A study shows that eight out of ten women who are on birth control pill method continue to smoke even after their doctor has informed them of the risks. Some do not disclose their smoking habits to their doctor. There are others who are completely unaware of the effects of birth control and nicotine combined.
It is important to be informed that cigarette smoking and birth control each have associated health risks. Having said that, doing both at the same time can lead to serious side effects that can put your health at risk.
Learn about birth control, smoking or vaping, and the important link between these.
Table of Contents
- What is Birth Control?
- The Effects of Birth Control on the Body
- What is Nicotine?
- The Effects of Nicotine on the Body
- Smoking and Birth Control Pills
- Alternatives to Quit Smoking or Vaping
- Frequently Asked Questions
- Can you take birth control medicine while smoking?
- Is vaping a safer alternative to smoking while on oral birth control?
- What should you do if you are a smoker taking birth control?
- I’m trying to quit smoking using patches, but I also want to take oral birth control. What is a good alternative to quit smoking?
What is Birth Control?
The use of oral contraceptives or birth control pills is a popular birth control method. These pills are medicines that contain hormones for the purpose of preventing pregnancy with a high rate of 99% effectiveness when used perfectly. That means taking it daily at the same time and not missing any dose.
For informational purposes, there are two types of pills: combination pills and progestin-only pills. Combination pills stop ovulation and thicken the cervix to prevent the sperm from reaching the uterus. Progestin-only pills also thicken cervical mucus and then make the lining of the uterus, referred to as the endometrium, thinner so that the fertilized egg won’t implant in the lining. A professional healthcare provider can give medical advice on which birth control medicine is suitable for you.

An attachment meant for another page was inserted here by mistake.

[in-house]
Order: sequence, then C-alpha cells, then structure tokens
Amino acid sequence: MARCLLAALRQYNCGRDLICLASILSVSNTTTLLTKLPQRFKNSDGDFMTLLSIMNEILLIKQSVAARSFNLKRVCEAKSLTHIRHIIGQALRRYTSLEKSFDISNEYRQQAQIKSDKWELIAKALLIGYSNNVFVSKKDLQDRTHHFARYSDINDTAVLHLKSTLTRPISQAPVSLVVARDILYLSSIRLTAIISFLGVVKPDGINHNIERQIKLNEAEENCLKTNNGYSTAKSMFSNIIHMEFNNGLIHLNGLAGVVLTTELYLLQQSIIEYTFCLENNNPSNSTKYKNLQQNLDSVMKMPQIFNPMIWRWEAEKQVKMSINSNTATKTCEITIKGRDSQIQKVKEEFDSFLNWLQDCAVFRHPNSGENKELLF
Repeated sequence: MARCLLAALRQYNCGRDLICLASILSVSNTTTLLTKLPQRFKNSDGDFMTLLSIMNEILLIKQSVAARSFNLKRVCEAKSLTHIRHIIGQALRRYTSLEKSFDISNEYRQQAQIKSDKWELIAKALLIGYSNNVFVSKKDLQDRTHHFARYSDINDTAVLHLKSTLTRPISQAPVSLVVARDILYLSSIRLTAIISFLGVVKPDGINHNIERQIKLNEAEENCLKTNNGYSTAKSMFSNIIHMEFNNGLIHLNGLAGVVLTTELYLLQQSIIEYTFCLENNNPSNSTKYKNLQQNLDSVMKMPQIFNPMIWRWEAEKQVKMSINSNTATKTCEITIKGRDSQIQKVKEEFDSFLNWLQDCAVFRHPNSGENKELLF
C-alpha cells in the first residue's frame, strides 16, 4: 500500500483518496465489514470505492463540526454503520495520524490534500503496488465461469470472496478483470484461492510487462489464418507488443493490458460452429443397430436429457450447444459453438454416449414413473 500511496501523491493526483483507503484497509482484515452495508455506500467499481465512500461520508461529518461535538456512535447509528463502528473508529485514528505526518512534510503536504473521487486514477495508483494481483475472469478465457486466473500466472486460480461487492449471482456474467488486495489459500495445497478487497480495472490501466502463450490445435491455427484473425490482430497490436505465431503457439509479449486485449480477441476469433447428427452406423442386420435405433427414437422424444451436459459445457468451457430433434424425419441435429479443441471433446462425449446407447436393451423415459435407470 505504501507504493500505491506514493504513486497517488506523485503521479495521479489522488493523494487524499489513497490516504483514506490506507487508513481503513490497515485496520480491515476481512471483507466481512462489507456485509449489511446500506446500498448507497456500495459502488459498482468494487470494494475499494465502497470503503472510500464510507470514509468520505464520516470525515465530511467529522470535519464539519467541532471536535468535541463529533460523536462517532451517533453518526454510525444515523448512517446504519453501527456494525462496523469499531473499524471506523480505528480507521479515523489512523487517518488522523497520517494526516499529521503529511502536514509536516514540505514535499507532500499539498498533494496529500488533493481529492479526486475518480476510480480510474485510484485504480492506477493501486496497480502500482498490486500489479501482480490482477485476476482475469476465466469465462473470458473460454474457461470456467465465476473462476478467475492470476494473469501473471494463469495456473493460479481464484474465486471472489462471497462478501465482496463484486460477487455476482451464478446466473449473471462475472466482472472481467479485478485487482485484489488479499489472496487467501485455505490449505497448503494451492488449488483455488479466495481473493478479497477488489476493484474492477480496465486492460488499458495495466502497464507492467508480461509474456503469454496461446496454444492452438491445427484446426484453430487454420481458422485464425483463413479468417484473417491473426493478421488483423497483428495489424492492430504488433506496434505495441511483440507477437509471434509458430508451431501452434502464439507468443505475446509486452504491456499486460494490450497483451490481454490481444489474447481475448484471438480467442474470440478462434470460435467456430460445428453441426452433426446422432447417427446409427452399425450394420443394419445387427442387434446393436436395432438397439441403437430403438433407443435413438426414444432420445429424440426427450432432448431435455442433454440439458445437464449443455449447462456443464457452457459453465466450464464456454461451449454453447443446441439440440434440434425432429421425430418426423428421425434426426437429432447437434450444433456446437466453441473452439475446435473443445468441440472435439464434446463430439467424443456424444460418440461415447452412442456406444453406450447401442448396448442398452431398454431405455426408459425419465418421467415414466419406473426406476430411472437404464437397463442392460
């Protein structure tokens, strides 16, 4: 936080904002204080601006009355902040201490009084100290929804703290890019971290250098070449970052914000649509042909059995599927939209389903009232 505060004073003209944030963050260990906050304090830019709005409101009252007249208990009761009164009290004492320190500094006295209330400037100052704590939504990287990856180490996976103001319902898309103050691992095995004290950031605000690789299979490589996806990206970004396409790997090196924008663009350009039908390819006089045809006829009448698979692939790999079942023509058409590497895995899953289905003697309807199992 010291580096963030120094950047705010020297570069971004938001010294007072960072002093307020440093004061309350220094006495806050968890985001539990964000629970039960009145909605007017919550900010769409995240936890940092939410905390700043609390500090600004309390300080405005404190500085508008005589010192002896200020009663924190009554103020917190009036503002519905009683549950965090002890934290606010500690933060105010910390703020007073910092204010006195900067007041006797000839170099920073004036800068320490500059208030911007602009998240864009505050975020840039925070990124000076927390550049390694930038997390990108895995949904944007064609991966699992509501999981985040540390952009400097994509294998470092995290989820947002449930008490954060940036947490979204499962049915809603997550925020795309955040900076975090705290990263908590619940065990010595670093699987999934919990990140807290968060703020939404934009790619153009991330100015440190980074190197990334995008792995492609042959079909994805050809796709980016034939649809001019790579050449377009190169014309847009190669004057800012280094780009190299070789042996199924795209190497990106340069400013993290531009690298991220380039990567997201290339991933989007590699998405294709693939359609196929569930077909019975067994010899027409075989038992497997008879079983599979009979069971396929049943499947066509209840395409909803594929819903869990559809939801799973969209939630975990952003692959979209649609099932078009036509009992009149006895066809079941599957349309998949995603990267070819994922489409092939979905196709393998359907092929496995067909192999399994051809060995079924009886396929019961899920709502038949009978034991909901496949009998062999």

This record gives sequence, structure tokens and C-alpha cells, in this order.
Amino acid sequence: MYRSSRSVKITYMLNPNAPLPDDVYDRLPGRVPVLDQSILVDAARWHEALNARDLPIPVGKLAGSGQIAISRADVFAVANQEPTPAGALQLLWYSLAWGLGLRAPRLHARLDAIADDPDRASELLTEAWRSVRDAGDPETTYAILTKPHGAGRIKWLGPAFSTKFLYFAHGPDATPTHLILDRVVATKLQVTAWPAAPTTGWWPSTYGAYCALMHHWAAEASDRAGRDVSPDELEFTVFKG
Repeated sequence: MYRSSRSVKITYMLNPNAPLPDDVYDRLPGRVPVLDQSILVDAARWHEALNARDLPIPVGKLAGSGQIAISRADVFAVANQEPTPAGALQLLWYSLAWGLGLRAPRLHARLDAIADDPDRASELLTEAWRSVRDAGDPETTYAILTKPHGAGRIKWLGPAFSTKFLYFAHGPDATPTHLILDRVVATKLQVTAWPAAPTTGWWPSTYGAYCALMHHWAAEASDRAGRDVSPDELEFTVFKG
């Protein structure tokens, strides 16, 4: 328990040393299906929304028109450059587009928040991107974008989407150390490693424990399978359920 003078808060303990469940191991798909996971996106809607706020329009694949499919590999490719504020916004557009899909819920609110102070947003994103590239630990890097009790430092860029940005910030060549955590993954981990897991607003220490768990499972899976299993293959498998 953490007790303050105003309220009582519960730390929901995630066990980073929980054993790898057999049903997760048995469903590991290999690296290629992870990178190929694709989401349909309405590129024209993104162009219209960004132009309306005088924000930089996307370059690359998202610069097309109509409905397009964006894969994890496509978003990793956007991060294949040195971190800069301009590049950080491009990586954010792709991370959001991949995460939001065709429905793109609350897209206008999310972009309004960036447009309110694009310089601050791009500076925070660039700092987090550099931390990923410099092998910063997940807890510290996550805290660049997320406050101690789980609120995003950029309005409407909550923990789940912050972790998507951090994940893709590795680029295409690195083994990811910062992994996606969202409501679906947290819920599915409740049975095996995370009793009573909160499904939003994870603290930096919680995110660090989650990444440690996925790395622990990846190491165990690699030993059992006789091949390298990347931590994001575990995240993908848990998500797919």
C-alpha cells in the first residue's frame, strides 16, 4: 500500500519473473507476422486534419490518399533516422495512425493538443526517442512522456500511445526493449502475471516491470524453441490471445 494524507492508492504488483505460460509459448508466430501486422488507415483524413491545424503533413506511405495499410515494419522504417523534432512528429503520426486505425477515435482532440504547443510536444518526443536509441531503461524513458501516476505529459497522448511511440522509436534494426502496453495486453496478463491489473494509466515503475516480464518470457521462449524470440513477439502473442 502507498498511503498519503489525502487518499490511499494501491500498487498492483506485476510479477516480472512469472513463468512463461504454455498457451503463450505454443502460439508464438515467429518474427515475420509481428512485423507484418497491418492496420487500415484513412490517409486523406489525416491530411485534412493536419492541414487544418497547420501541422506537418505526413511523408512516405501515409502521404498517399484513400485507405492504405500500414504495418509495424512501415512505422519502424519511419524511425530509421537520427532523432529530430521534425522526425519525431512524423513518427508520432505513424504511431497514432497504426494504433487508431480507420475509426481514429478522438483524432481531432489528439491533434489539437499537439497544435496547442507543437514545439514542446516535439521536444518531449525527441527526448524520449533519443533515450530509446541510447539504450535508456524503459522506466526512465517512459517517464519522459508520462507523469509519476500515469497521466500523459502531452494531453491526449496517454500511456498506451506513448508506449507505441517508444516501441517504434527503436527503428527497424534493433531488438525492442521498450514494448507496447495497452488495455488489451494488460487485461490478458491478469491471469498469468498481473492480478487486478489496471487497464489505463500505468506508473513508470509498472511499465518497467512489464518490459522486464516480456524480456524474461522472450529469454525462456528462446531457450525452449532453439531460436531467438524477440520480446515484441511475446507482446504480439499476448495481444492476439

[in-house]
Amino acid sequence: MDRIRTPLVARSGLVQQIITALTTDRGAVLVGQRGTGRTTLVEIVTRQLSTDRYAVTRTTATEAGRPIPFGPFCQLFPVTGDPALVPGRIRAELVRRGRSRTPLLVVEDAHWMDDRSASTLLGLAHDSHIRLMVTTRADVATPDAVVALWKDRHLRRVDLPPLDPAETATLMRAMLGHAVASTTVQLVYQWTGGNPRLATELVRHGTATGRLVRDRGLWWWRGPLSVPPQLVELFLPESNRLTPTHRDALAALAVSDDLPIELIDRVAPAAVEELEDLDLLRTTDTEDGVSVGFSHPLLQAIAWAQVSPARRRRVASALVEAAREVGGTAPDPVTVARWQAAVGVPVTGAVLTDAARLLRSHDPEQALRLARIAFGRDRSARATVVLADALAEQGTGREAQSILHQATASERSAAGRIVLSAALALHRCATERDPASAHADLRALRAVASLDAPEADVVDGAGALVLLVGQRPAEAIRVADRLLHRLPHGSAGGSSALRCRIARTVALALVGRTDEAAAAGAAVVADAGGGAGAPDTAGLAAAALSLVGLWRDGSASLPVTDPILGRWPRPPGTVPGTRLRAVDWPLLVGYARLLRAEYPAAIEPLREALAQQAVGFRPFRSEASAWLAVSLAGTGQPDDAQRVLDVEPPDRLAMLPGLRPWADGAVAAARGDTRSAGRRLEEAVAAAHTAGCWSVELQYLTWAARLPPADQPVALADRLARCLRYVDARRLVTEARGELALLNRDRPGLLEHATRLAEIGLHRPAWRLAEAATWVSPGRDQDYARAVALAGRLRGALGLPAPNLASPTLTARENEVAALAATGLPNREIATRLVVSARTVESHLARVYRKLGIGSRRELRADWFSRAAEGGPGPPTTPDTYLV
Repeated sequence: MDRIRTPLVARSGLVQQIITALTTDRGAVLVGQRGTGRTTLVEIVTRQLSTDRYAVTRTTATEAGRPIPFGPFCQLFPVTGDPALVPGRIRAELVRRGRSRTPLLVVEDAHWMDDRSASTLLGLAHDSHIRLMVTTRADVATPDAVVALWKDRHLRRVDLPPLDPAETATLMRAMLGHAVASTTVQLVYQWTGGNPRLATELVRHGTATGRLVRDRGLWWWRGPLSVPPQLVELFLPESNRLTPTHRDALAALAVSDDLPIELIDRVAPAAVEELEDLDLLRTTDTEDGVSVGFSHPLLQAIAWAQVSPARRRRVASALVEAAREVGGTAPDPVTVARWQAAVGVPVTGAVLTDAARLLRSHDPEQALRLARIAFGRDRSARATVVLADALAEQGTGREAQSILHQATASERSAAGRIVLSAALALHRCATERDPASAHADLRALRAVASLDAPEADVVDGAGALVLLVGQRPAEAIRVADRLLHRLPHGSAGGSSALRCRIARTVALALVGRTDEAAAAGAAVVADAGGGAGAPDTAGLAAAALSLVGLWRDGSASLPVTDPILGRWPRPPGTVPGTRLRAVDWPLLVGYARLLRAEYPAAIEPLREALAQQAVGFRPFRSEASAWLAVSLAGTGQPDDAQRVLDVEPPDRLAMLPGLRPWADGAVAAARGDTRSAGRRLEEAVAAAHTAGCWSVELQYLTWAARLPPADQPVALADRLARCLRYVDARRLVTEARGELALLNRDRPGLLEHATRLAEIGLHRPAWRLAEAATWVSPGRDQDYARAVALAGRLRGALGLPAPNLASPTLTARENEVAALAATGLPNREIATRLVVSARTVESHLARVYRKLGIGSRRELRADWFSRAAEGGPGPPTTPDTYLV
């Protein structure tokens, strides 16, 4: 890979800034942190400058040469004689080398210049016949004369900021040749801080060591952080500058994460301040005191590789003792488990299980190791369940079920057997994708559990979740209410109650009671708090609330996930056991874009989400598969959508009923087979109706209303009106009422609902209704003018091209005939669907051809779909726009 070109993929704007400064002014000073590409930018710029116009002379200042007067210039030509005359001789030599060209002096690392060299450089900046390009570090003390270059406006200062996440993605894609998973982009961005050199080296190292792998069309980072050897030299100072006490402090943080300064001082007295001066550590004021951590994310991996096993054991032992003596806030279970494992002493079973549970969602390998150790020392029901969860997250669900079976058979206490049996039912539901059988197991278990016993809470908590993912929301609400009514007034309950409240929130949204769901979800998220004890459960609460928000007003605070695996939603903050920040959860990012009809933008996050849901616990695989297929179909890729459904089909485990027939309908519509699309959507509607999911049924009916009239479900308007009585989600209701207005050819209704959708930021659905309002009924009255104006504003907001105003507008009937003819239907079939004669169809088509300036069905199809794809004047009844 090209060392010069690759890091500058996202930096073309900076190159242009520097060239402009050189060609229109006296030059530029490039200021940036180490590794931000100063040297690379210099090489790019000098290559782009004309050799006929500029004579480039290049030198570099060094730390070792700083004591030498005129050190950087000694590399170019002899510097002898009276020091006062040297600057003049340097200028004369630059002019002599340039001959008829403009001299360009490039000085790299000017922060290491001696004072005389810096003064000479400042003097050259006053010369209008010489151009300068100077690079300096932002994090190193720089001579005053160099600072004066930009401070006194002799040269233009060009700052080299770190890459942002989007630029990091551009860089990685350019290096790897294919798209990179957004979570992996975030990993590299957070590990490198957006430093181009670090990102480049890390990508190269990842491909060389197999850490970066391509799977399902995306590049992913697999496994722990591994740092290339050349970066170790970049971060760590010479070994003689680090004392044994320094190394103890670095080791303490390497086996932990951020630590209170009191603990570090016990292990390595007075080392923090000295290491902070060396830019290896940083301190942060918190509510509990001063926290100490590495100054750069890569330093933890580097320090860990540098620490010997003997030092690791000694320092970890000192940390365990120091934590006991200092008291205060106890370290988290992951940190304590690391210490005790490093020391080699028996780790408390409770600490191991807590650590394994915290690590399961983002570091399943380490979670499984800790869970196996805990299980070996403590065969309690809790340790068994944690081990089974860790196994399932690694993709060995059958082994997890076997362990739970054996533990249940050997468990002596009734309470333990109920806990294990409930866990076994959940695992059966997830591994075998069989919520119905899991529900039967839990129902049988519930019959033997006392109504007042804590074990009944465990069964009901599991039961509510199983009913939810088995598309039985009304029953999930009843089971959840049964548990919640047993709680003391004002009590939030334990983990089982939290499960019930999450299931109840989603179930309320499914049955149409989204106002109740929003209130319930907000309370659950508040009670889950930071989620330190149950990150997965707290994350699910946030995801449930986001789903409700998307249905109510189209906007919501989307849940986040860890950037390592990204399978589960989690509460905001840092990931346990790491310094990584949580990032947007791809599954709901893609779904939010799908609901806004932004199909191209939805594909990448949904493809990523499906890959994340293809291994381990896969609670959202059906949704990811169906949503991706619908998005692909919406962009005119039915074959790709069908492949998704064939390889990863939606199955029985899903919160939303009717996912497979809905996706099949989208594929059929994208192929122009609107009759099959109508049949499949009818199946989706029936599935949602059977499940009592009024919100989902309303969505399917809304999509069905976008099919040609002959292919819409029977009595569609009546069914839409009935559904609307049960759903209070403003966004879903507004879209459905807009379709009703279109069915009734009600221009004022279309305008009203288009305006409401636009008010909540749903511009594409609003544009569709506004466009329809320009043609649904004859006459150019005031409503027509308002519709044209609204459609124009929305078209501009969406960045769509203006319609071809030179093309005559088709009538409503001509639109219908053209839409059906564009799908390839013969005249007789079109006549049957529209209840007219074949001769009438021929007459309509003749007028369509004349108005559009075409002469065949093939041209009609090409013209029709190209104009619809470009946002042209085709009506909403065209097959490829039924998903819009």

The Effects of Birth Control on the Body
When taking oral birth control, your hormonal makeup changes. The pills deliver extra estrogen to your system to prevent ovulation and conception. The extra estrogen causes blood thickening, putting you at risk for blood clots.
The other common effects are feeling soreness in the chest area, nausea, headaches, migraines, spotting between periods, mood changes, and decreased libido. Taking birth control can increase long-term risk of certain health issues.
While most people can take oral birth control medicine without experiencing any problems, health care providers do not recommend it for smokers and those with:
- Coronary artery diseases
- Known or suspected breast cancer or cancer of uterus, cervix, or vagina
- Unexplained vaginal bleeding
- Liver tumor
- Known or suspected pregnancy
- Uncontrolled high blood pressure
- Migraines with aura
Oral birth control can put you at risk for:
- Pulmonary embolism
- Hypertension (high blood pressure)
- Deep vein thrombosis (DVT)
- Heart diseases
- Heart attacks
- Blood clots
- Liver tumors
- Death (rare cases)
What is Nicotine?
Nicotine is an extremely addictive substance commonly found in cigarettes and vape. It is a stimulant that is considered to be a dangerous neurotoxin. It works by triggering the nervous system to release hormones and neurotransmitters that affects parts of the brain and the body.
This substance makes smoking addictive as it triggers the release of dopamine, the brain’s “happy” chemical or “happy hormone” which makes the smoker feel happy, excited, stimulated, satisfied, and rewarded. Activating the brain’s reward center will make you want to reach for another smoke.
The Effects of Nicotine on the Body
Smoking does not only affect your lungs, but also your entire body. When you smoke or vape, inhaled cigarette smoke that contains nicotine and other chemicals enter the lungs. And then, enters the bloodstream very quickly.